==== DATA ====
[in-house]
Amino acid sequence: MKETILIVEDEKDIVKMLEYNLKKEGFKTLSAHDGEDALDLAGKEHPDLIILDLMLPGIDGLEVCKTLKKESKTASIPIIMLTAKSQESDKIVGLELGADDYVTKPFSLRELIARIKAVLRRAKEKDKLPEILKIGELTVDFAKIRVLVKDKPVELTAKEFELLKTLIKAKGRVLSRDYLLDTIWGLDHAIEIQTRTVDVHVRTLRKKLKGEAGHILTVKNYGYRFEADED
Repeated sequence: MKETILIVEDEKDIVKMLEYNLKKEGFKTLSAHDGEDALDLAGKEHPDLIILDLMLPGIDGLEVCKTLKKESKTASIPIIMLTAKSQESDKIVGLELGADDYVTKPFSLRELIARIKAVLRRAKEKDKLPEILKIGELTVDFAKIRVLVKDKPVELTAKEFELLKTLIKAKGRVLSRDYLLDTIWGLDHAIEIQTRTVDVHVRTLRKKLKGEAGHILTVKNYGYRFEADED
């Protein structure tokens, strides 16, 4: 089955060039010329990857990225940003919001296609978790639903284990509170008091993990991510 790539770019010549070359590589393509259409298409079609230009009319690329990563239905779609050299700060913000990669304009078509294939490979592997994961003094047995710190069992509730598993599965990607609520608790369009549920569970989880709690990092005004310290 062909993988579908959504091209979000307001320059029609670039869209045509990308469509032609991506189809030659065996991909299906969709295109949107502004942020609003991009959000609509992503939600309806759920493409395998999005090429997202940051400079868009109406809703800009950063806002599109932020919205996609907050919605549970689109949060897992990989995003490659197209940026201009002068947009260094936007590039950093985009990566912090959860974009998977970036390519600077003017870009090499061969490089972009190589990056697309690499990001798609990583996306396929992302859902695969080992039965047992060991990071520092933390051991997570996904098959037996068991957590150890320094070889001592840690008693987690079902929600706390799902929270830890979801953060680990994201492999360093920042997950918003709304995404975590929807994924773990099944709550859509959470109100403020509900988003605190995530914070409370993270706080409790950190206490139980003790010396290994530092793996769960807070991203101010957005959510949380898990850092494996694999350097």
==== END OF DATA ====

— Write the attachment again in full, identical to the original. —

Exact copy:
[in-house]
Amino acid sequence: MKETILIVEDEKDIVKMLEYNLKKEGFKTLSAHDGEDALDLAGKEHPDLIILDLMLPGIDGLEVCKTLKKESKTASIPIIMLTAKSQESDKIVGLELGADDYVTKPFSLRELIARIKAVLRRAKEKDKLPEILKIGELTVDFAKIRVLVKDKPVELTAKEFELLKTLIKAKGRVLSRDYLLDTIWGLDHAIEIQTRTVDVHVRTLRKKLKGEAGHILTVKNYGYRFEADED
Repeated sequence: MKETILIVEDEKDIVKMLEYNLKKEGFKTLSAHDGEDALDLAGKEHPDLIILDLMLPGIDGLEVCKTLKKESKTASIPIIMLTAKSQESDKIVGLELGADDYVTKPFSLRELIARIKAVLRRAKEKDKLPEILKIGELTVDFAKIRVLVKDKPVELTAKEFELLKTLIKAKGRVLSRDYLLDTIWGLDHAIEIQTRTVDVHVRTLRKKLKGEAGHILTVKNYGYRFEADED
């Protein structure tokens, strides 16, 4: 089955060039010329990857990225940003919001296609978790639903284990509170008091993990991510 790539770019010549070359590589393509259409298409079609230009009319690329990563239905779609050299700060913000990669304009078509294939490979592997994961003094047995710190069992509730598993599965990607609520608790369009549920569970989880709690990092005004310290 062909993988579908959504091209979000307001320059029609670039869209045509990308469509032609991506189809030659065996991909299906969709295109949107502004942020609003991009959000609509992503939600309806759920493409395998999005090429997202940051400079868009109406809703800009950063806002599109932020919205996609907050919605549970689109949060897992990989995003490659197209940026201009002068947009260094936007590039950093985009990566912090959860974009998977970036390519600077003017870009090499061969490089972009190589990056697309690499990001798609990583996306396929992302859902695969080992039965047992060991990071520092933390051991997570996904098959037996068991957590150890320094070889001592840690008693987690079902929600706390799902929270830890979801953060680990994201492999360093920042997950918003709304995404975590929807994924773990099944709550859509959470109100403020509900988003605190995530914070409370993270706080409790950190206490139980003790010396290994530092793996769960807070991203101010957005959510949380898990850092494996694999350097």